At Seaview Crab Company we strive to provide customers with delicious, fresh fish, which is why we keep our displays full of crowd favorites, plus some out-of-the ordinary local fish.
“The most popular fish that we sell are grouper, tuna and mahi-mahi,” says fishmonger Winn Altman.
Great choices, but there are so many more fish in the sea.
On a recent summer afternoon, Seaview’s fillet cases were brimming with some of the popular choices like flounder, grouper, wahoo, swordfish, mahi-mahi, tuna, catfish and salmon.
The whole fish display included: triggerfish, sheepshead, yellow-eyed snapper and puffer fish, jolt head, golden tile and a cobia.
Also in the mix were rose fish, squirrel fish and one lone red devil fish.
While some folks are well acquainted with those fish, other people have never heard of them – much less thought about eating any of them.
Others are more adventurous.
On this particular afternoon a couple wanders into the market looking for fish.
“We want to try something new,” the man says.
“Really?” says Greg Zimmerman, one of Seaview’s fishmongers. He points to the most unusual looking fish on display, the red devil fish and asks them if they want to try it.
After asking what the fish tastes like and discovering that its’ flavor and texture is similar to black sea bass, the husband and wife look at each other, shrug, and say, “Why not?”
As Greg cuts and fillets the fish for the couple (a service provided for free by Seaview Crab Company), the wife says they are new to the area.
“We just moved here a few months ago and we live right up the street,” she says. “We’ve decided we want to try every fish you sell.”
That’s the kind of mindset we appreciate and cultivate at Seaview because our waters are teeming with many varieties of delicious fish.
One of Seaview’s owners, Nathan King, says that Seaview offers a variety of fish that may not be found in other markets because the company’s mission is to move seafood forward.
“We adopted the philosophy of ‘moving seafood forward’ because we want to ensure the future of sustainable seafood production,” King explains. “Part of that process is educating our customers about the lesser known, but often more abundant, species.”
Altman says that though many people come in wanting the better known fish such as flounder or mahi-mahi, some customers are branching out to try some of the more unique varieties.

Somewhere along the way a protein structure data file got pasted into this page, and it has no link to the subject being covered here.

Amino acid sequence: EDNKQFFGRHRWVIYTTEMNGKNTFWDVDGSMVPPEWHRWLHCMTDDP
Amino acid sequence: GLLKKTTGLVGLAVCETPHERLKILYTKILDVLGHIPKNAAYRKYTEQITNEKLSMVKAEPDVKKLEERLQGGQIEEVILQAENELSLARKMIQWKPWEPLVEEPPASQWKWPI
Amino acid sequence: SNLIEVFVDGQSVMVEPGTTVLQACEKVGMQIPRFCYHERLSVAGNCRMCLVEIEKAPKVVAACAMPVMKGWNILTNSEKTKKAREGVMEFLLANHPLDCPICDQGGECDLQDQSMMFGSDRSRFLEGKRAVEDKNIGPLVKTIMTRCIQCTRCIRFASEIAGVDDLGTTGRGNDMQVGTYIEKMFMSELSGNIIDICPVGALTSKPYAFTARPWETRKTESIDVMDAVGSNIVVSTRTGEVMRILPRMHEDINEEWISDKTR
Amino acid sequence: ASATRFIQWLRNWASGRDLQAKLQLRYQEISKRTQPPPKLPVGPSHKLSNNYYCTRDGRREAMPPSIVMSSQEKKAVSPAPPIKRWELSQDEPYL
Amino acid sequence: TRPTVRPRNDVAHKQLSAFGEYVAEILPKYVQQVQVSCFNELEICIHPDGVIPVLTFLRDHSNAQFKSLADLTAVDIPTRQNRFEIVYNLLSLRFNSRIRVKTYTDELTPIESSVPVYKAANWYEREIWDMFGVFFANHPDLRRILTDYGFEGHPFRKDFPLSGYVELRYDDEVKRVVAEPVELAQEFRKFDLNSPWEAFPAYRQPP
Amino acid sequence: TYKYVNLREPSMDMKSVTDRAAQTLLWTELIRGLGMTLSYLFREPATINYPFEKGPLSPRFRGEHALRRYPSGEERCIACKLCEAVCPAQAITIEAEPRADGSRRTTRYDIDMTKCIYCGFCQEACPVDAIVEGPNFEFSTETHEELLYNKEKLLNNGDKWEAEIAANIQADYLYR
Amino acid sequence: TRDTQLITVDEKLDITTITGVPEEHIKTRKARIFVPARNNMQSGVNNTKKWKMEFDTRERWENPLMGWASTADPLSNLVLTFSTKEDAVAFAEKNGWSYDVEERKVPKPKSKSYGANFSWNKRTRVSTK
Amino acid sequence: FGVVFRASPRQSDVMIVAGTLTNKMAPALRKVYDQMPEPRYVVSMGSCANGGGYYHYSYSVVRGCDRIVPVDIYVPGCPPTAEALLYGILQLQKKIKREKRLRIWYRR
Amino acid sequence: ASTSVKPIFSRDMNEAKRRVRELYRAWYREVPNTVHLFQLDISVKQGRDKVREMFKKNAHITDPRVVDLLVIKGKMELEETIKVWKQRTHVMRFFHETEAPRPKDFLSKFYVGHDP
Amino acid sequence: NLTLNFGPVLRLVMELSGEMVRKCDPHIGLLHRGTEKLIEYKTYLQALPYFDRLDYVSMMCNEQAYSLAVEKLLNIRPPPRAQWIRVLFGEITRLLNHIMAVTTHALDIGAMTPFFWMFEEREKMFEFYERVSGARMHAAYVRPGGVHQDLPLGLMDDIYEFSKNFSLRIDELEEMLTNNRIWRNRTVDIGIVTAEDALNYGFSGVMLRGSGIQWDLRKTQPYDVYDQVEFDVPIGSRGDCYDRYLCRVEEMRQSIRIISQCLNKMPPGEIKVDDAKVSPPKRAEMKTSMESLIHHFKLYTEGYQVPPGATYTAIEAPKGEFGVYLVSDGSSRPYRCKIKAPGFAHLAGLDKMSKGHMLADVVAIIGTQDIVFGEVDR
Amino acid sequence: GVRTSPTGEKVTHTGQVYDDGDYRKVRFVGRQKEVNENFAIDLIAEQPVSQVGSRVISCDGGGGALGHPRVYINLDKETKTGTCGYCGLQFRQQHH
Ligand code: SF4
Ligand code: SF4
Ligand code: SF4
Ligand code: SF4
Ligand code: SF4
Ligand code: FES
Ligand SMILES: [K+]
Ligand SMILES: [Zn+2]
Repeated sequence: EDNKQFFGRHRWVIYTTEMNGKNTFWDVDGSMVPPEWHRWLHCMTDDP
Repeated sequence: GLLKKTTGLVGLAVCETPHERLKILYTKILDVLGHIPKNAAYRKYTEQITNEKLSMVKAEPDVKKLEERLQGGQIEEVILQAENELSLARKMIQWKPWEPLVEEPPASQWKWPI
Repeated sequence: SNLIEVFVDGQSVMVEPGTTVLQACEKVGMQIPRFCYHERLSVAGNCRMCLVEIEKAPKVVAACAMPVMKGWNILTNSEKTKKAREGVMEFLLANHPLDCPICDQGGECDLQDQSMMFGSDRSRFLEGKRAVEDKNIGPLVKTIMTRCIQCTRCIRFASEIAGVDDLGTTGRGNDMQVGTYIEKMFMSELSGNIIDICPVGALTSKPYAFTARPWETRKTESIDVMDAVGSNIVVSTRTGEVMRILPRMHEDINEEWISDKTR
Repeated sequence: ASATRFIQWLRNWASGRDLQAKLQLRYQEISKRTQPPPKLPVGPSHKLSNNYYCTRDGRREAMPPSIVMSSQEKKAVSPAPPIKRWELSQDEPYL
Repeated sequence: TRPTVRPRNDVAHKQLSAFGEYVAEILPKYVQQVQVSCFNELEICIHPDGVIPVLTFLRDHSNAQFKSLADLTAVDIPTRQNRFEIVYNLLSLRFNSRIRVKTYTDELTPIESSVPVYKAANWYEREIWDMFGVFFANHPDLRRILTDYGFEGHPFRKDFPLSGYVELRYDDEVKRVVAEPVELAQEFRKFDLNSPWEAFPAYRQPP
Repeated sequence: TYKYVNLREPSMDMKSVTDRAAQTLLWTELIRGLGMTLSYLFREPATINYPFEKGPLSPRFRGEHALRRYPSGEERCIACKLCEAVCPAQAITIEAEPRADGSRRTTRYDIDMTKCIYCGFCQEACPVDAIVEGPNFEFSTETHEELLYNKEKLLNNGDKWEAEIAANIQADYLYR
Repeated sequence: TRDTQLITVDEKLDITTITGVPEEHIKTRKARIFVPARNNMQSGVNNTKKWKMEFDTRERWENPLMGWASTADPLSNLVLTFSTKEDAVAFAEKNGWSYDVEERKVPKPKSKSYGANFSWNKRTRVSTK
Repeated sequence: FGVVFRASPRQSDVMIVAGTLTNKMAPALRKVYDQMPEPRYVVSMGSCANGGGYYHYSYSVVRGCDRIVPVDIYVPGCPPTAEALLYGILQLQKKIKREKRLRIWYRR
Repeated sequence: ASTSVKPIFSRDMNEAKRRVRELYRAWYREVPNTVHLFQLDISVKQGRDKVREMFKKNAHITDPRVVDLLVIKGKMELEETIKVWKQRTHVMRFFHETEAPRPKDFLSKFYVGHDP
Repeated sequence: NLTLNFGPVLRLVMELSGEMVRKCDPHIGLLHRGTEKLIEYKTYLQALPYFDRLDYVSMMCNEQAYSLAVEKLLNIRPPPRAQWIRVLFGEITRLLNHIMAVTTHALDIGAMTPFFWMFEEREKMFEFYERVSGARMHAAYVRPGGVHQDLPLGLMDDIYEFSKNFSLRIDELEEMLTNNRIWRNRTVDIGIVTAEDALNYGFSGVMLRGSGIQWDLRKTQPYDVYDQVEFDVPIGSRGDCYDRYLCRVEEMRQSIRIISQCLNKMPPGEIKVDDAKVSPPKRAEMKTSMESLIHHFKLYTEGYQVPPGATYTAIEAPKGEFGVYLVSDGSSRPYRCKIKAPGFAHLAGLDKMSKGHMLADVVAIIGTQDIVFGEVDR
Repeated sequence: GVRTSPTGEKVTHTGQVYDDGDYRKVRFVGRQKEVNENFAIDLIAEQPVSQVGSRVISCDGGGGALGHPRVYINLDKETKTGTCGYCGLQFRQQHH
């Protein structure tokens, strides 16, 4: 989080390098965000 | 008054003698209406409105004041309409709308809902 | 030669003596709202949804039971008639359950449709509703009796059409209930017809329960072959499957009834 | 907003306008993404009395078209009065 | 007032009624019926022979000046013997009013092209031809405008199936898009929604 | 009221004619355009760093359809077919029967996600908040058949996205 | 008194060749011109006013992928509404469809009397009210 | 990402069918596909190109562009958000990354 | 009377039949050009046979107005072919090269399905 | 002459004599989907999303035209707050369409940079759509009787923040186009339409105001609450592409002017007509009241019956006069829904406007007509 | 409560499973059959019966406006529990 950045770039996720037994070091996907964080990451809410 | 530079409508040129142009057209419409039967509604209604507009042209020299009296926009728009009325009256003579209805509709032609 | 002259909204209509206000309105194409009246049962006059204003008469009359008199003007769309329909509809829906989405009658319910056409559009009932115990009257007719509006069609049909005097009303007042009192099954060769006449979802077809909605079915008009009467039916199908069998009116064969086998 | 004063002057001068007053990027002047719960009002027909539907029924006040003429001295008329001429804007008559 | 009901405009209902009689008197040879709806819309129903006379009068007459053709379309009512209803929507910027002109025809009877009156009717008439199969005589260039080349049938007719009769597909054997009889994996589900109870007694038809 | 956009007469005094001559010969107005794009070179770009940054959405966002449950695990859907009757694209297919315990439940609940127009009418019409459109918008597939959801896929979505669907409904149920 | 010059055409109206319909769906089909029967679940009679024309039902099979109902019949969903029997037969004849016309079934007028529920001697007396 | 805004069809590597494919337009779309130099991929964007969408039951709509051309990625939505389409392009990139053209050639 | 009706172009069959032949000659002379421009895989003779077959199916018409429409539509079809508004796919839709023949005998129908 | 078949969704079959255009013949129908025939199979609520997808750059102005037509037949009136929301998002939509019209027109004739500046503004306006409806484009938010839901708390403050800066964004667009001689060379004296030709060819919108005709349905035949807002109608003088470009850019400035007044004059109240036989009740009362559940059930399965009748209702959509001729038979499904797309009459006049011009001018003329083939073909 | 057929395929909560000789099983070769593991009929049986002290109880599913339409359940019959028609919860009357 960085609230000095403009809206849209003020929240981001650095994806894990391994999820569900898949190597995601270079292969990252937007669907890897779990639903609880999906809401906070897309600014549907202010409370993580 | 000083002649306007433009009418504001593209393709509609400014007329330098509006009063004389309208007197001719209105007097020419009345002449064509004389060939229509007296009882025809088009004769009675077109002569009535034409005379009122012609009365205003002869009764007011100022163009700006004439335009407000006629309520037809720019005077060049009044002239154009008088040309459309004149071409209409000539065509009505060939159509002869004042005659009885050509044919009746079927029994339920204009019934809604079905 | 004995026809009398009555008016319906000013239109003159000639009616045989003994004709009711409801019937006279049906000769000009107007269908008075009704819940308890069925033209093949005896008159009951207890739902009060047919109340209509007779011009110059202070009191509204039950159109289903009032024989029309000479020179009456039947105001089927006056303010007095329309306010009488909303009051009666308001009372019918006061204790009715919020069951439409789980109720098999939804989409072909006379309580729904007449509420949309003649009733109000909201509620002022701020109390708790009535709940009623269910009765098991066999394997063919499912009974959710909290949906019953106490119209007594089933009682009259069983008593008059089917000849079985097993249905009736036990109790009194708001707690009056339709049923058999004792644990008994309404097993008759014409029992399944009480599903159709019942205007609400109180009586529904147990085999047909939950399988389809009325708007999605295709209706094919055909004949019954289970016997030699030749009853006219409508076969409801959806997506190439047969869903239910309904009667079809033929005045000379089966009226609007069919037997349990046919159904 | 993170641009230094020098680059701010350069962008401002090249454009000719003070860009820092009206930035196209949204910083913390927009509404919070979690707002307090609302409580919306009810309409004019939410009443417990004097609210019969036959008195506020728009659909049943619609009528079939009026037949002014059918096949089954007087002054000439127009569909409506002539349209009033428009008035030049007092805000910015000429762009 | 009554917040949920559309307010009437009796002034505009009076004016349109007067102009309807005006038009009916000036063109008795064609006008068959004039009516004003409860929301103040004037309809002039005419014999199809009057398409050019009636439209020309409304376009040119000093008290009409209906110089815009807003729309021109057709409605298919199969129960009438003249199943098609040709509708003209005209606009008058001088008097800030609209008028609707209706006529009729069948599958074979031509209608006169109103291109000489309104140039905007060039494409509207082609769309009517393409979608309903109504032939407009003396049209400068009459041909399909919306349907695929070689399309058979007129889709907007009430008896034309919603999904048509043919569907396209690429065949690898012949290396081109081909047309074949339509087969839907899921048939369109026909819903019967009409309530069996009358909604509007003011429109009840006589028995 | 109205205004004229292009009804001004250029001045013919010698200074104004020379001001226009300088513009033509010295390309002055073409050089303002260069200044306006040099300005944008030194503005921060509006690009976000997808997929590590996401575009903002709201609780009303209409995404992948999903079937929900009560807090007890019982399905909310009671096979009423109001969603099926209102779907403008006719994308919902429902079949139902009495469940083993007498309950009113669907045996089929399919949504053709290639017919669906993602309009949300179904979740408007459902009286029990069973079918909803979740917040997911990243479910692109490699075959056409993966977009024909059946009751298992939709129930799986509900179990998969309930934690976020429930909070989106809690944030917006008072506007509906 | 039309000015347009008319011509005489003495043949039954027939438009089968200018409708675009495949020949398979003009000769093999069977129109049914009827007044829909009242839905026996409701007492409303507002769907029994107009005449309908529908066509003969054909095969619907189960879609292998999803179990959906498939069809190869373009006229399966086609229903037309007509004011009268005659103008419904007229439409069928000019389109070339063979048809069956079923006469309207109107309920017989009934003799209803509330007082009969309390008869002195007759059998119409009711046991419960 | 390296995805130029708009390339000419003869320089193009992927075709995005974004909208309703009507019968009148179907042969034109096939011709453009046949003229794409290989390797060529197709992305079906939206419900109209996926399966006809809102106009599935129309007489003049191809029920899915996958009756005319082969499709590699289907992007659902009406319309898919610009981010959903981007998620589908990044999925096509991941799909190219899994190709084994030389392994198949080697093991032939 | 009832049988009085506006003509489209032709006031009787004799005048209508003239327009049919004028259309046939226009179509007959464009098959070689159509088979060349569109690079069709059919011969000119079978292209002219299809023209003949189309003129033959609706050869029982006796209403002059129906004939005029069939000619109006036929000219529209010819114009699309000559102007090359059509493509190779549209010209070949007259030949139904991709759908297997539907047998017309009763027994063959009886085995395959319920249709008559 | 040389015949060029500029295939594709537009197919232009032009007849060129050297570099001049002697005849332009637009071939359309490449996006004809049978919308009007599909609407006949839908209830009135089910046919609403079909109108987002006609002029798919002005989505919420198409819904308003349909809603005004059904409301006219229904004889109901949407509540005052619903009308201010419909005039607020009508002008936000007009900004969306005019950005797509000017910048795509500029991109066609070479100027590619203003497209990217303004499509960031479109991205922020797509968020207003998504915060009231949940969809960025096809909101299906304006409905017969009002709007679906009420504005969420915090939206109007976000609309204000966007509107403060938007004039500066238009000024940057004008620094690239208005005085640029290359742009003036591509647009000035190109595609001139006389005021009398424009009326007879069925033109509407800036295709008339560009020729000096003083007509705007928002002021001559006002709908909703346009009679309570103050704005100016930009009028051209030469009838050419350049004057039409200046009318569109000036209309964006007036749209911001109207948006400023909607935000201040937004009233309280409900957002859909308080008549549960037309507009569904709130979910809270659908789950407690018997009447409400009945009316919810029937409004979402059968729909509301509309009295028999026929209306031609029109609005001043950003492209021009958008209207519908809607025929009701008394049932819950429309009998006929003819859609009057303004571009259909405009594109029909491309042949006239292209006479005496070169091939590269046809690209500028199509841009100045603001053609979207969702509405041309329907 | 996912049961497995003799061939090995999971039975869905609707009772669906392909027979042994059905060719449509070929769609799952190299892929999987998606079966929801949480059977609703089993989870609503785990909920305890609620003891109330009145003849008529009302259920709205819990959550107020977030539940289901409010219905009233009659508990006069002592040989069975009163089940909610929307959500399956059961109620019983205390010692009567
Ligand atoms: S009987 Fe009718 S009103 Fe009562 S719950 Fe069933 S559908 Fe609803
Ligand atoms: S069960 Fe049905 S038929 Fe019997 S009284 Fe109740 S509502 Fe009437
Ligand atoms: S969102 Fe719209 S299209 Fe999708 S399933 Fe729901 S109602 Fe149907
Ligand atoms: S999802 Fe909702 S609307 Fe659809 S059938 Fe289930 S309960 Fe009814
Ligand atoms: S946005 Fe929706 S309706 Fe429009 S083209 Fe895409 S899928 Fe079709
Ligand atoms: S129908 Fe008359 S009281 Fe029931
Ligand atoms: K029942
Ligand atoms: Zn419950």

And, some of the lesser known and less popular varieties are often a little less expensive.
“Shark is something that people don’t usually eat, but it’s a mild flavored white fish, that cooks up a lot like chicken,” Altman says. “Amberjack is another rich fish which cooks up similarly to mahi-mahi.”
Skate wings are another unusual offering from Seaview. “These are growing more popular,” Altman says. “They have a texture like pulled pork and a very satisfying taste.”
Fellow fishmonger Sarah Gagliardo agrees, saying she recently ate a smoked skate wing Reuben sandwich at a Moorehead City restaurant.
“It was fantastic,” she said.
Gagliardo believes Seaview tries to educate customers about seafood, open their minds to try new things and not just stay eating one kind of fish.
“It’s about sustainability,” adds Altman. “Don’t put all your eggs in one basket.”
Or your fish either. Catch you next time.
THE FUNDAMENTAL FISH FLAVOR AND TEXTURE PROFILES
There are three main textures that most fish and seafood fit into: Delicate textures, medium textures and firm textures. In addition to textures, there are also three flavor profiles that fish and seafood fit into: those are mild, moderate and full flavored.
Flavor Texture Example
Mild Delicate Flounder
Mild Medium Sea Bass
Mild Firm Grouper, Monkfish
Moderate Delicate Sea Trout
Moderate Medium Atlantic Salmon, Skate
Moderate Firm Tuna, Swordfish
Full Delicate Bluefish
Full Medium Popeye Mullet
Full Firm King Mackeral